Tuesday, July 17, 2007

Usual cruiser stuff in Bonaire

July 17, 2007 Tuesday

Sunday we played dominoes with the regular cruiser crowd.  There really are not that many cruisers here in Bonaire.  There are only 40 moorings available for the entire island.  The moorings are aligned in 2 lines.  Everyone wants on the outer moorings because if you are on an inner mooring and westerly winds hit, then your boat will be pounded  close to the seawall.  The inner moorings should only be used by smaller boats.  All the outer moorings are now filled but there are still several inner moorings available.  So that gives you an idea of how few cruisers there are here in Bonaire.  There is also a marina, but hardly anyone goes into the marina unless they are leaving their boat for a flight home.  The marina is directly across the road from a salty pond and the mosquitoes are horrendous in the marina; mosquitoes are not bad out here on the moorings.  So, anyway, mostly the same people play dominoes each Sunday.  A young woman named Sarah who is visiting  SCOTT FREE won; this was the first time she had played.

Then we attended the Pot Luck dinner on Sunday night.  Again, a small turnout; probably because the announcement was made too early in the day and most people had not yet turned on their VHF radios.  I made crab cakes with tartar sauce and haticots verts (slender green beans).  We had a very large bag of these green beans left over from the French islands and I wanted to get them out of the freezer.  There was a small turnout at the dinner so now Bill and I will be eating green beans every night this week.  Good thing that we like them.

Yesterday we did a small bit of grocery shopping.  Being a Dutch island, there is lots of gouda and edam cheese to be found; but they do not sell cheddar here.  Don’t think either gouda or edam will substitute well in cooking for dishes that normally call for cheddar, American or Monterrey Jack.  The Dutch prefer extremely bland food.  

We have not yet found any place on Bonaire that sells fresh fish; so, of course, that is what I wanted to cook yesterday.  Not to be had; only frozen fish in the supermarket and we did not trust that.  Bonaire is the first island we have visited that does not have a fresh fish market near the sea.  We watch a local guy go outside the moorings every evening and hand fish, but he is the only fisherman that we have seen.  This is just too strange.  Surely there must be a fresh fish market somewhere and we simply haven’t found it yet.  The guide books don’t mention one.  How can there be an island without fresh seafood for sale?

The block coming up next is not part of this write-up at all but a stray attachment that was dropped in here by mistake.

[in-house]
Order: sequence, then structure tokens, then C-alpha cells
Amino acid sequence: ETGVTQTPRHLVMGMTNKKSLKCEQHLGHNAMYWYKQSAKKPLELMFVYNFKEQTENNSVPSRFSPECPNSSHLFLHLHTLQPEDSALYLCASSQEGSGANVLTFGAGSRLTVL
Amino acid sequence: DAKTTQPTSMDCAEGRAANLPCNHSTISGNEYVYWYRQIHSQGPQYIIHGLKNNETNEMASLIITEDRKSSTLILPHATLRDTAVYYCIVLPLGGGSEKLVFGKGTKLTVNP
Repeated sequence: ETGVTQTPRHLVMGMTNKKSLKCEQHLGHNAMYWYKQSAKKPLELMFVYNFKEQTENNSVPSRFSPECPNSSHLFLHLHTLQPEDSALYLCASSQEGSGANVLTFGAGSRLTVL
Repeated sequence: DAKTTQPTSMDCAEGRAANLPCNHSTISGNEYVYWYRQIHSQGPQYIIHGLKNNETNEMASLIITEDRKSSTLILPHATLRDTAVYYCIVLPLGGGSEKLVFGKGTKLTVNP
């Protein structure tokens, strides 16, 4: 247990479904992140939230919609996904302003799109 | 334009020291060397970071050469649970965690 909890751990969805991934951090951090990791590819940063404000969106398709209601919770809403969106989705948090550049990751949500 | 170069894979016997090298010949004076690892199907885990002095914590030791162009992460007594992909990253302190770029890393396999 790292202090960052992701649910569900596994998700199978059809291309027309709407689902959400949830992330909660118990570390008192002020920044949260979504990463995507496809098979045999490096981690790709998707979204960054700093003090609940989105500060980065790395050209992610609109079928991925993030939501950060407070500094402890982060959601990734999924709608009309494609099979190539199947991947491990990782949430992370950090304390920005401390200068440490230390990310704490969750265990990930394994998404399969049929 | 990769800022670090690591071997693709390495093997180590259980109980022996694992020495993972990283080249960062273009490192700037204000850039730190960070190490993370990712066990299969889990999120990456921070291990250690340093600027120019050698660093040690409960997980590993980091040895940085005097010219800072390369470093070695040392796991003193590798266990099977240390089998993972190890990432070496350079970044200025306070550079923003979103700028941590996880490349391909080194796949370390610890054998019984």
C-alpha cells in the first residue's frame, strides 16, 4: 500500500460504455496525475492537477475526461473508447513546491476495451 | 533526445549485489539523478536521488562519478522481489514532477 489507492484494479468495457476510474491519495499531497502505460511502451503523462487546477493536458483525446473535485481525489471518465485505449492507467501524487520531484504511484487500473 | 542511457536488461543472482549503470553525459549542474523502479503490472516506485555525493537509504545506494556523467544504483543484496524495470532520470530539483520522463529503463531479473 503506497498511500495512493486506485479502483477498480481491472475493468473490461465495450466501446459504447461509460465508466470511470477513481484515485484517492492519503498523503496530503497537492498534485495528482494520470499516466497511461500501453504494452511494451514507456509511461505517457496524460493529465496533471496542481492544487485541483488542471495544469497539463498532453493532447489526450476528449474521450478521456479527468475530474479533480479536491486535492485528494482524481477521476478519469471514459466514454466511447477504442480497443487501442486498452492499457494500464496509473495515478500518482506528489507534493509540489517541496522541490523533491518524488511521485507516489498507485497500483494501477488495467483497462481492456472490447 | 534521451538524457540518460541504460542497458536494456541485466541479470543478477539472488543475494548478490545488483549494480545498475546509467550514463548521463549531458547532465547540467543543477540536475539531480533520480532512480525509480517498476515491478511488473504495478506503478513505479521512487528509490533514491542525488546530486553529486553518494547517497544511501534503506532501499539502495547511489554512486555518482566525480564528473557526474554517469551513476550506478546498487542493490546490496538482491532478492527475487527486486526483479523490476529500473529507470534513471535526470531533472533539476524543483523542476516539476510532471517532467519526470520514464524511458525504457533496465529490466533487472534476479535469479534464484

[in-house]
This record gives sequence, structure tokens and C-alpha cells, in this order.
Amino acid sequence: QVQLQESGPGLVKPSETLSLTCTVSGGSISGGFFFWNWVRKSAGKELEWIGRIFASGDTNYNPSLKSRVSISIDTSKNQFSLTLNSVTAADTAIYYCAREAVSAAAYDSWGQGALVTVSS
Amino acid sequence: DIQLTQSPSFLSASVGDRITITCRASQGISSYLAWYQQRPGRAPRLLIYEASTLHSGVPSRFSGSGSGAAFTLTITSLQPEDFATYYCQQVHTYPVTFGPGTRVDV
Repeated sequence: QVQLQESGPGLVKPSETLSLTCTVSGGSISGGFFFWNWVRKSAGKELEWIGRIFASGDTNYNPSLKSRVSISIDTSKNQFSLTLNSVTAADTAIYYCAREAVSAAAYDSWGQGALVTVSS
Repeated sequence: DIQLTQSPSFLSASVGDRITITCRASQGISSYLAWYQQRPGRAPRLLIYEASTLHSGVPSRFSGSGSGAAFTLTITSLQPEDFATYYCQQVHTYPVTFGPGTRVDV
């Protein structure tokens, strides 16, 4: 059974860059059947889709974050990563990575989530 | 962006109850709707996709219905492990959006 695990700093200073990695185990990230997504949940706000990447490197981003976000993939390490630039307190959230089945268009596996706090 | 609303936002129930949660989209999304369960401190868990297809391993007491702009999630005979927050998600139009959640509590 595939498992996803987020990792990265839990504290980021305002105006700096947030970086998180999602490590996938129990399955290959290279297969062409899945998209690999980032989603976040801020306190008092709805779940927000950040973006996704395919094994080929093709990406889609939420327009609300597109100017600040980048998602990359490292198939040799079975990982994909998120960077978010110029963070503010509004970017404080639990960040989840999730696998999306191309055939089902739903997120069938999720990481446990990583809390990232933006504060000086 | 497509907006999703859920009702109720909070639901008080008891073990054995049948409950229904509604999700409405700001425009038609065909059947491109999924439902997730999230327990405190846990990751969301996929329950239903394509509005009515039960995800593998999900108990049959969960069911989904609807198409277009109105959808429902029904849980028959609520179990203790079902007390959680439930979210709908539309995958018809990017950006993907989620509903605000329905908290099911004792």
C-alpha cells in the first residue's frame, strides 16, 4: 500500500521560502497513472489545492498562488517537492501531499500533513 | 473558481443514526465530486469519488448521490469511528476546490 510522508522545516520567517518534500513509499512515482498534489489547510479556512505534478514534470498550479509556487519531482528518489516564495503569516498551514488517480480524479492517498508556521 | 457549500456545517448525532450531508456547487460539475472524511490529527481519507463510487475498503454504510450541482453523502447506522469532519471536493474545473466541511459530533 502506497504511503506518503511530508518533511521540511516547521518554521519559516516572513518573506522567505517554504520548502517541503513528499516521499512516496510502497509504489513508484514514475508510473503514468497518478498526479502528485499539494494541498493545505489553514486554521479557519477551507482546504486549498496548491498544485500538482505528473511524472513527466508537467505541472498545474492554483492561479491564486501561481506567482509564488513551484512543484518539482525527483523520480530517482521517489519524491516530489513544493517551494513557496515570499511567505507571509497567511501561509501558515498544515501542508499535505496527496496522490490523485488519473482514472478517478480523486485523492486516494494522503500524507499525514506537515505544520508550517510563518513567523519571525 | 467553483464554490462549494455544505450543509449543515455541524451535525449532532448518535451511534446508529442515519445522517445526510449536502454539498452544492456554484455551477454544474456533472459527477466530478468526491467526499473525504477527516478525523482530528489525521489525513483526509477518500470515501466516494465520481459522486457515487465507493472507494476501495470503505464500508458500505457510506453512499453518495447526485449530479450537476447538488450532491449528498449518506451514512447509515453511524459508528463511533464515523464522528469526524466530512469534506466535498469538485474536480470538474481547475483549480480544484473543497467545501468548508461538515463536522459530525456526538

Make & Mend Day got off schedule when we left Isla Margarita on a Thursday.  Last week we did it on Monday and this week we are doing it on Tuesday.  Since our youngest son Aaron and his family will be flying down to visit us in a couple of weeks and will be arriving and leaving on Tuesdays, I think we will just temporarily change to Tuesdays for Make & Mend Day (laundry and making water). 

Such an exciting life we live, huh?

Note to fellow boaters:  anything with rubber in it will disintegrate on your boat.  Of course you all already know that if you have ever kept a rubber band onboard for any length of time at all.  I have a cheap Timex watch that has a rubbery type watchband.  It separated right down the length of the watchband during our last overnight passage.  (I only wear a watch during overnight passages.  I don’t care what time it is otherwise, but on night watches we each have a routine that we follow every 15 minutes so I need a watch then.)  Not hopeful that this glue repair will hold but Gorilla Glue has worked on everything else we have tried, so it is worth a shot.  Heck, sometimes it seems like Gorilla Glue would repair a broken rudder!  Stuff seems indestructible.

Okay, since I brought it up:  our routines during overnight passages.  Whoever  is on watch follows this routine every 15 minutes.  Like all other cruisers, we do not sit at the helm during our watches unless traffic is nearby or the weather is severe.  Sitting at the helm behind the windshield and dodger can get quite warm and still.  More than 99% of the time we sit back on the cockpit cushions on a Sport-A-Seat braced against the mizzen mast on the high side.  This affords a clear view all around the boat and places the watchperson out in the wind.  This helps greatly to avoid feeling seasick during black nights – a little wind on your face.  We each wear a watch.  Every 15 minutes the watchperson gets up and turns on the monitor to verify position on course and make any necessary course adjustments, turn on the radar (usually kept in standby mode overnight in order to save battery) and verify no targets or track those that are nearby; and check the trim of the sails and any changes in wind direction.  Doesn’t do a bit of good to look at the water because if something is ahead of you (like a tree trunk or flotsam), it would never be seen on a dark night.  Every hour or so of your watch, you usually get a bottle of water or hot cocoa or tea or whatever.  Bill also likes a few chocolate cookies or cracker snacks.  For some reason you always want to snack more when on watch at night by yourself.  Maybe to relieve boredom? 

That’s what we do.  Would love to hear from other sailors as to how they pass the time during night watches.

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